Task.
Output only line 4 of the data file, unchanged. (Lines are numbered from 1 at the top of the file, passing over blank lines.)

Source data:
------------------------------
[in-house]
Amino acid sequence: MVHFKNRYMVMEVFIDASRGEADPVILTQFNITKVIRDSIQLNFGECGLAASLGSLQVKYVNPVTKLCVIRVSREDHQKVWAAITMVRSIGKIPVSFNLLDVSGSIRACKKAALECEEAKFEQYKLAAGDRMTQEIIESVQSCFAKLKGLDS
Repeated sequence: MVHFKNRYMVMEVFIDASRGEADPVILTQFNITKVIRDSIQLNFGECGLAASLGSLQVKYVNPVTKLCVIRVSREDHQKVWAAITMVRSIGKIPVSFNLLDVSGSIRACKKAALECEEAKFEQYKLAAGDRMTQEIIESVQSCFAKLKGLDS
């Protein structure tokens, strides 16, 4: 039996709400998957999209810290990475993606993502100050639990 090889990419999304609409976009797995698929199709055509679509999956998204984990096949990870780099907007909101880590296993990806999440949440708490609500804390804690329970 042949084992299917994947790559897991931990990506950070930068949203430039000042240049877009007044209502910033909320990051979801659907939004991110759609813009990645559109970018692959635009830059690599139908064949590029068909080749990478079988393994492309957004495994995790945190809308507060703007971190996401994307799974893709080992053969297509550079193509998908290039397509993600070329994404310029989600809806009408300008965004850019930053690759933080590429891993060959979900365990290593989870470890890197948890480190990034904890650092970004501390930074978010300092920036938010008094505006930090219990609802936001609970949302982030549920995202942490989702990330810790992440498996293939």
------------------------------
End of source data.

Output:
């Protein structure tokens, strides 16, 4: 039996709400998957999209810290990475993606993502100050639990 090889990419999304609409976009797995698929199709055509679509999956998204984990096949990870780099907007909101880590296993990806999440949440708490609500804390804690329970 042949084992299917994947790559897991931990990506950070930068949203430039000042240049877009007044209502910033909320990051979801659907939004991110759609813009990645559109970018692959635009830059690599139908064949590029068909080749990478079988393994492309957004495994995790945190809308507060703007971190996401994307799974893709080992053969297509550079193509998908290039397509993600070329994404310029989600809806009408300008965004850019930053690759933080590429891993060959979900365990290593989870470890890197948890480190990034904890650092970004501390930074978010300092920036938010008094505006930090219990609802936001609970949302982030549920995202942490989702990330810790992440498996293939």